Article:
Knoxville task force debates sign policy
Mar 14, 2013 (The Knoxville News-Sentinel - McClatchy-Tribune Information Services via COMTEX) --
A proposal on new city sign regulations is close, even as a task force continues debate on what's good for business versus what's good-looking.
On Wednesday, Knoxville's Sign Ordinance Task Force held robust debate on what sign heights should be near interstates and elsewhere in the city.
Most on the panel seemed to agree that the tall signs poking up along Kingston Pike near Interstate 40 gave a busy, cluttered appearance.
But those signs also draw travelers off the interstate, business owners on the panel said in the meeting at the Knoxville Community Development Corp. Those are the travelers who stop for the city's restaurants and shops, leaving money and tax dollars behind, they said.
Joyce Feld, president of Scenic Knoxville and task force member, said that pretty cities make her exit the freeway.
"I don't want to stop in a city that looks like Knoxville," she said, "I want to stop in a place that looks attractive and has some charm."
The task force has been meeting since early 2012 to streamline a city policy that has been drawn up piecemeal across several sections of zoning code through the years.
They've discussed old, abandoned signs. They've even reviewed the humble window sign.
They've studied sign codes from tourist towns and big cities to design new regulations here.
They gave themselves an April 17 deadline for a policy proposal, with a May 1 public hearing scheduled. No hearing location has been set.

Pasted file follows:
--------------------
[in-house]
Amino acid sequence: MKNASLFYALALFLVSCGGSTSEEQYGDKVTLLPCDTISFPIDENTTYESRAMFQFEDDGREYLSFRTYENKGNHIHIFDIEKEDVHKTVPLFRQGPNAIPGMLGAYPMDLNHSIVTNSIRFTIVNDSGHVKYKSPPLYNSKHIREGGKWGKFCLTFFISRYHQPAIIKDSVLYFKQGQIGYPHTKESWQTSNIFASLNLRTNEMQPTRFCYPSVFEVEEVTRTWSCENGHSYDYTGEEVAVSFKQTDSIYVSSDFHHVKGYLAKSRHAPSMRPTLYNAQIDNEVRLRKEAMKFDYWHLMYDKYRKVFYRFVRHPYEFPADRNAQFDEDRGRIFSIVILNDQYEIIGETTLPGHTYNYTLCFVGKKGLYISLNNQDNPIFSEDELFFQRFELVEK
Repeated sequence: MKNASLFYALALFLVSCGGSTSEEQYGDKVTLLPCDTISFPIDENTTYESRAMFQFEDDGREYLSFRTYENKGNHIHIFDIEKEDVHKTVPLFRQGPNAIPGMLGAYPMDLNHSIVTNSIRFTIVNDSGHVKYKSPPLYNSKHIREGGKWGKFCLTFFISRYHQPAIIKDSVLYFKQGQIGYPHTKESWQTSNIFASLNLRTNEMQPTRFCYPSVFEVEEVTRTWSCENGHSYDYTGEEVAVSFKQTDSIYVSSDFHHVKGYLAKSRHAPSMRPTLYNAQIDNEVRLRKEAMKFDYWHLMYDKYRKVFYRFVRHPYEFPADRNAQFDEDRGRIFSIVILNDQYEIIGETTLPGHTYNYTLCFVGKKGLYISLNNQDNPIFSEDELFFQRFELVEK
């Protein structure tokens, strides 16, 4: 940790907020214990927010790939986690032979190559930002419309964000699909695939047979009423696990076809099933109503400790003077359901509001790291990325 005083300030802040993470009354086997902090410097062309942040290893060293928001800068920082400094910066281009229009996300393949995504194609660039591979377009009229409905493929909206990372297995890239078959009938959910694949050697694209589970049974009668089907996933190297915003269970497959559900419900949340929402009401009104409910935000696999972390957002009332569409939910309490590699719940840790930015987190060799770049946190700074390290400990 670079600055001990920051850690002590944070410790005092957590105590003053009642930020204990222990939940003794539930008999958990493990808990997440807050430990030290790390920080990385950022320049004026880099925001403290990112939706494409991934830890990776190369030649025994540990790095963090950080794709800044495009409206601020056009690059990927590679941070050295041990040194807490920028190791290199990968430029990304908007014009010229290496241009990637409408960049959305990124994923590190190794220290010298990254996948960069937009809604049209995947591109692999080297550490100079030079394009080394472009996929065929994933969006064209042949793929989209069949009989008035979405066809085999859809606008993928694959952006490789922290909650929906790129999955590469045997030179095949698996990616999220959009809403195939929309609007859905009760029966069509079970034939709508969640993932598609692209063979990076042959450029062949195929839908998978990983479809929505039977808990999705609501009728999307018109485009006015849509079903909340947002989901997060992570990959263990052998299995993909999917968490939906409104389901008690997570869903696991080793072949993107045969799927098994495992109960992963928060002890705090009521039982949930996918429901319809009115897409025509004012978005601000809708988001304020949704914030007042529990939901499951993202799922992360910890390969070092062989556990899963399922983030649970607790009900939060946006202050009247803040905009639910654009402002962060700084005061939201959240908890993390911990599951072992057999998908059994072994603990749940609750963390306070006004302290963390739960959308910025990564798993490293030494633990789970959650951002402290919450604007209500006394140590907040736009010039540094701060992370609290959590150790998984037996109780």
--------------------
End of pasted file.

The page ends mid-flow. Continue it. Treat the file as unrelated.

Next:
Feld referenced a public hearing in which community members spoke against roadways and vistas cluttered with tall flashing signs.
But those are the same signs providing customers with valuable information on the goods and services of Knoxville businesses, others argued.
And strong limits for future businesses would make those obstructive signs more valuable, according to panel member Bill Weigel. He's chairman and CEO of Weigel Convenience Stores, which has more than 50 locations in the Knoxville area.
Big limitations would hurt future business' ability to compete, he said.
"New people coming in won't have the opportunity to compete with people already there," he said.
At this point, it's up to Mark Donaldson, director of the Knoxville-Knox County Metropolitan Planning Commission, to draft a policy document based on the task force's input. The tallest interstate signs could range from 25 feet to five stories, and other areas of the city would have shorter signs.
"I would like to see us do away with 50-foot signs in the city," said City Councilman and task force chair Duane Grieve.
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